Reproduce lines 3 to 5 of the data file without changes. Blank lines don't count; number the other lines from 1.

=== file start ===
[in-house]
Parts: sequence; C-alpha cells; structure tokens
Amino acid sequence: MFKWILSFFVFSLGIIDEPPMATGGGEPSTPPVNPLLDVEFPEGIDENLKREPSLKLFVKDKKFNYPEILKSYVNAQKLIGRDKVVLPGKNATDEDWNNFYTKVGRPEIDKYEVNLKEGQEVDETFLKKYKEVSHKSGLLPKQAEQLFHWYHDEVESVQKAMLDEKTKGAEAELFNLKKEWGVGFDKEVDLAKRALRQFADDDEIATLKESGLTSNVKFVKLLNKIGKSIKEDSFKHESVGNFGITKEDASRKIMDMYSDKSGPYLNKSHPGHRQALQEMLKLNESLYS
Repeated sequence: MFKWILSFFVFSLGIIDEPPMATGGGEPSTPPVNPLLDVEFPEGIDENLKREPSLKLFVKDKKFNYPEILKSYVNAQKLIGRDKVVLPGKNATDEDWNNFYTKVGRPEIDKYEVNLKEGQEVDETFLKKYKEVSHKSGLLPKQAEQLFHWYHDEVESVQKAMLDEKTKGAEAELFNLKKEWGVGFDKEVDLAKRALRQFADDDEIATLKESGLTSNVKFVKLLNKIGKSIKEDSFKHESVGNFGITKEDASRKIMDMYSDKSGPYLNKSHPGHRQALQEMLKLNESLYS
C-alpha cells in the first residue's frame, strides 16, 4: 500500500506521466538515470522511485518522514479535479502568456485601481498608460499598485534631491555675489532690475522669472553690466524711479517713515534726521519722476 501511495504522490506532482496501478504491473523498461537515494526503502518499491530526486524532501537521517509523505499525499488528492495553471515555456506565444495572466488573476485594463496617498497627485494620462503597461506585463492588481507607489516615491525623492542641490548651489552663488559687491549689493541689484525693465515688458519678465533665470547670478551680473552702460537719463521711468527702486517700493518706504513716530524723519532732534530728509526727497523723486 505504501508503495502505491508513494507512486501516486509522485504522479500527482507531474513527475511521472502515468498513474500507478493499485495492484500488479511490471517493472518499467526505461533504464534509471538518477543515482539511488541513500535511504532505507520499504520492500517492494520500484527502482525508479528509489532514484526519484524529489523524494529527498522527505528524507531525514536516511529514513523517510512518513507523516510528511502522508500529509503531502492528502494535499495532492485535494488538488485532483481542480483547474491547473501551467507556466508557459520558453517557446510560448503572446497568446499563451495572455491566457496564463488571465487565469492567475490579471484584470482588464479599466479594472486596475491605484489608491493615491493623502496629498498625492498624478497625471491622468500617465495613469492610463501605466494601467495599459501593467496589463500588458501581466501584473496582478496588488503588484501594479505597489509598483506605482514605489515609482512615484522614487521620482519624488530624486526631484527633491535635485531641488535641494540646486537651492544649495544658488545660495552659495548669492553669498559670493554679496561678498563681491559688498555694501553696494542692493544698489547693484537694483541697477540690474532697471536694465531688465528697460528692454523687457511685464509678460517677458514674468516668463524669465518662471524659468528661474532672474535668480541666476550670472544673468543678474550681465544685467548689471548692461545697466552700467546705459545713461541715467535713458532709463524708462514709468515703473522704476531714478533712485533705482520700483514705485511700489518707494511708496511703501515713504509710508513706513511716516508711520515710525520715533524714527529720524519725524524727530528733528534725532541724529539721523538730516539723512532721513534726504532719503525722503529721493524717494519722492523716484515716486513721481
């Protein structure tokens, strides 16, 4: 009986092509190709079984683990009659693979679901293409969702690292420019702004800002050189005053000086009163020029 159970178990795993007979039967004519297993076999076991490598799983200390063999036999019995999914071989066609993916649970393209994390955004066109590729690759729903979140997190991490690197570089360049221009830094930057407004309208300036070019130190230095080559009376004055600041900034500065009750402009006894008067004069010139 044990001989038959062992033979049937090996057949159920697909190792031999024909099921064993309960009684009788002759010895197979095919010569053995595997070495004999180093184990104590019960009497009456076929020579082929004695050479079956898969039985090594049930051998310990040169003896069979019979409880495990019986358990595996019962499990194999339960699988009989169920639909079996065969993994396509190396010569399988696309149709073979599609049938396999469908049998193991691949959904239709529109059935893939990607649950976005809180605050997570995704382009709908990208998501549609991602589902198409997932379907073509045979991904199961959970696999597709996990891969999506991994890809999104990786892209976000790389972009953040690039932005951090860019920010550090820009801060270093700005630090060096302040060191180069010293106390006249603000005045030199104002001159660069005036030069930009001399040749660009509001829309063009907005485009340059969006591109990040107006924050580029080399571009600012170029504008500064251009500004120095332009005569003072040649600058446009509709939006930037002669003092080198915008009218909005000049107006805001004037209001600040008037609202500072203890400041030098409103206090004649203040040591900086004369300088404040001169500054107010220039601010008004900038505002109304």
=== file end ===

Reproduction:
Amino acid sequence: MFKWILSFFVFSLGIIDEPPMATGGGEPSTPPVNPLLDVEFPEGIDENLKREPSLKLFVKDKKFNYPEILKSYVNAQKLIGRDKVVLPGKNATDEDWNNFYTKVGRPEIDKYEVNLKEGQEVDETFLKKYKEVSHKSGLLPKQAEQLFHWYHDEVESVQKAMLDEKTKGAEAELFNLKKEWGVGFDKEVDLAKRALRQFADDDEIATLKESGLTSNVKFVKLLNKIGKSIKEDSFKHESVGNFGITKEDASRKIMDMYSDKSGPYLNKSHPGHRQALQEMLKLNESLYS
Repeated sequence: MFKWILSFFVFSLGIIDEPPMATGGGEPSTPPVNPLLDVEFPEGIDENLKREPSLKLFVKDKKFNYPEILKSYVNAQKLIGRDKVVLPGKNATDEDWNNFYTKVGRPEIDKYEVNLKEGQEVDETFLKKYKEVSHKSGLLPKQAEQLFHWYHDEVESVQKAMLDEKTKGAEAELFNLKKEWGVGFDKEVDLAKRALRQFADDDEIATLKESGLTSNVKFVKLLNKIGKSIKEDSFKHESVGNFGITKEDASRKIMDMYSDKSGPYLNKSHPGHRQALQEMLKLNESLYS
C-alpha cells in the first residue's frame, strides 16, 4: 500500500506521466538515470522511485518522514479535479502568456485601481498608460499598485534631491555675489532690475522669472553690466524711479517713515534726521519722476 501511495504522490506532482496501478504491473523498461537515494526503502518499491530526486524532501537521517509523505499525499488528492495553471515555456506565444495572466488573476485594463496617498497627485494620462503597461506585463492588481507607489516615491525623492542641490548651489552663488559687491549689493541689484525693465515688458519678465533665470547670478551680473552702460537719463521711468527702486517700493518706504513716530524723519532732534530728509526727497523723486 505504501508503495502505491508513494507512486501516486509522485504522479500527482507531474513527475511521472502515468498513474500507478493499485495492484500488479511490471517493472518499467526505461533504464534509471538518477543515482539511488541513500535511504532505507520499504520492500517492494520500484527502482525508479528509489532514484526519484524529489523524494529527498522527505528524507531525514536516511529514513523517510512518513507523516510528511502522508500529509503531502492528502494535499495532492485535494488538488485532483481542480483547474491547473501551467507556466508557459520558453517557446510560448503572446497568446499563451495572455491566457496564463488571465487565469492567475490579471484584470482588464479599466479594472486596475491605484489608491493615491493623502496629498498625492498624478497625471491622468500617465495613469492610463501605466494601467495599459501593467496589463500588458501581466501584473496582478496588488503588484501594479505597489509598483506605482514605489515609482512615484522614487521620482519624488530624486526631484527633491535635485531641488535641494540646486537651492544649495544658488545660495552659495548669492553669498559670493554679496561678498563681491559688498555694501553696494542692493544698489547693484537694483541697477540690474532697471536694465531688465528697460528692454523687457511685464509678460517677458514674468516668463524669465518662471524659468528661474532672474535668480541666476550670472544673468543678474550681465544685467548689471548692461545697466552700467546705459545713461541715467535713458532709463524708462514709468515703473522704476531714478533712485533705482520700483514705485511700489518707494511708496511703501515713504509710508513706513511716516508711520515710525520715533524714527529720524519725524524727530528733528534725532541724529539721523538730516539723512532721513534726504532719503525722503529721493524717494519722492523716484515716486513721481